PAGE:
1.  Don’t over-react or join in the drama.  Acknowledge how you are feeling.             Do you need peace and harmony at the end of a long day?
  2.  Don’t attempt to rationalise or control when tempers flare. Allow space                and time to breathe….for yourself and them. Re-connect to correct if                      appropriate, or apologise if appropriate (if you have lost it!). Be the role                  model.
  3. Make them aware of your non-negotiables and be clear and consistent                with the boundaries around them. Discuss the reasons why they are non-            negotiable. Are your  non-negotiables still age appropriate though?                        Always re-evaluate and explain why.
  4. For those situations which are causing stress for everyone in the family,                have a joint discussion to get everyone’s opinion on how things could be              improved. This re-inforces that everyone’s opinion is respected and valid.
  5. In times of heated emotions, consider, is there a problem, or is it just BIG               emotions. Is there actually something to solve. Beware of attempting to fix         as this smacks of helicopter parenting!

A good acromym to remember is STOP:

S  Stop to Breathe

T  Take a Breath

O  Observe the emotion. Label it

P  Proceed with logic.

So to conclude: What else can help? Apart from understanding what is going on in that wonderful, tumultuous teenage brain?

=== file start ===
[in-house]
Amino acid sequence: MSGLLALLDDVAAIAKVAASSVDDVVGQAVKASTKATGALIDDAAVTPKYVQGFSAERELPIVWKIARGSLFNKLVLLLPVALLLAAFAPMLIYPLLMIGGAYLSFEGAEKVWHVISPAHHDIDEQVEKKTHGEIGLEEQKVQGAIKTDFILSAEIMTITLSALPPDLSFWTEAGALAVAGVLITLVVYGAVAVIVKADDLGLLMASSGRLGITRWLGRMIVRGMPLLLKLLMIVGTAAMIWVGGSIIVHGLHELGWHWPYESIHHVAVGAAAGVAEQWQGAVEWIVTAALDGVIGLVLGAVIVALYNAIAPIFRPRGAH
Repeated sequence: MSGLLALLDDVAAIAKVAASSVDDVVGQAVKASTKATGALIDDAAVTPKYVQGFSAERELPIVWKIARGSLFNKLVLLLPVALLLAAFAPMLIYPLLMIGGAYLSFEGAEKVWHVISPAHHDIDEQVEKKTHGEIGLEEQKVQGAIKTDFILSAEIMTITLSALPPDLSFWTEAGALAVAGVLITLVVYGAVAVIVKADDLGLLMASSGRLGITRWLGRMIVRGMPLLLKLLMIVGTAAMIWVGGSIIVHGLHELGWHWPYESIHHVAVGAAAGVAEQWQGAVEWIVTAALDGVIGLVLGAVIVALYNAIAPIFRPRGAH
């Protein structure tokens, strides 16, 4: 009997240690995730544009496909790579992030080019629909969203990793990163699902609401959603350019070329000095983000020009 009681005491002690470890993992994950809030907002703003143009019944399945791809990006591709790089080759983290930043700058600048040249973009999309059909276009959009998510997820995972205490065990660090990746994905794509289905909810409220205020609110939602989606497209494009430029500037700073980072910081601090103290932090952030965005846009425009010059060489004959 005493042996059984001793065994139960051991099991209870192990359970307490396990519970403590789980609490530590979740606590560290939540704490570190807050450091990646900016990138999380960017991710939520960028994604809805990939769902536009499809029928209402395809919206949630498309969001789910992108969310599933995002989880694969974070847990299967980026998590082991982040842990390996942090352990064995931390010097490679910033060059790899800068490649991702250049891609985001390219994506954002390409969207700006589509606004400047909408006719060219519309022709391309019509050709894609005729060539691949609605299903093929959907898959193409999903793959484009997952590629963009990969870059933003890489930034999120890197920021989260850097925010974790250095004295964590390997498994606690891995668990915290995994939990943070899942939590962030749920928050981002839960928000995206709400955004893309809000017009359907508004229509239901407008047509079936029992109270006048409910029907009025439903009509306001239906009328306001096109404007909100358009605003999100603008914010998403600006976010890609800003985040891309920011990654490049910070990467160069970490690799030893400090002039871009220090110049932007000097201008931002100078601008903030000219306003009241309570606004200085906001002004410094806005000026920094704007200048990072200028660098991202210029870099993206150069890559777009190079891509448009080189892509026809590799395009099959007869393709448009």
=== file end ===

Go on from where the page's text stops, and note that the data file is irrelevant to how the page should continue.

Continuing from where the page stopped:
• Through re-framing your interactions and communication mutual trust and respect is built .
  • By listening and validating their opinions, be excited that your teenager will  have ideas that this ever-changing world needs. The world needs, creative thinkers with a big voice.
  • Give them room to take risks, by loosening the rope slowly as to what you deem age-appropriate. This will result in steering them away from high risk activities.
  • Encourage activities that engage body and mind: Sport, yoga, Music, Art and Mindfulness.
  • Put boundaries in around sleep. Teenagers need a lot more sleep than adults – the recommendation is 12 hours. So no wonder they are tetchy getting up early for school! My children were only allowed out at the weekend once, even when they were sixth-formers, a friday night or Saturday night. This ensured that they didn’t miss out on valuable sleep time.

The adolescent years are a time to encourage, enjoy and nourish a flourishing individual.

  • “When you plant lettuce, if it does not grow well, you don’t blame the lettuce. You look for reasons it is not doing well. It may need fertilizer, or more water, or less sun. You never blame the lettuce. Yet if we have problems with our friends or family, we blame the other person. But if we know how to take care of them, they will grow well, like the lettuce. Blaming has no positive effect at all, nor does trying to persuade using reason and argument. That is my experience. No blame, no reasoning, no argument, just understanding. If you understand, and you show that you understand, you can love, and the situation will change”
    -Thich Nhat Hanh

If you  have any  questions in relation to this post, please do drop me a line at

sarah@thewellerway.co.uk

I also offer a free discovery skype session bookable here:

http://thewellerway.co.uk/book-an-appointment-to-see-sarah-weller/

because I love teenagers!! No, I really do! I’ve been there and come out the other side!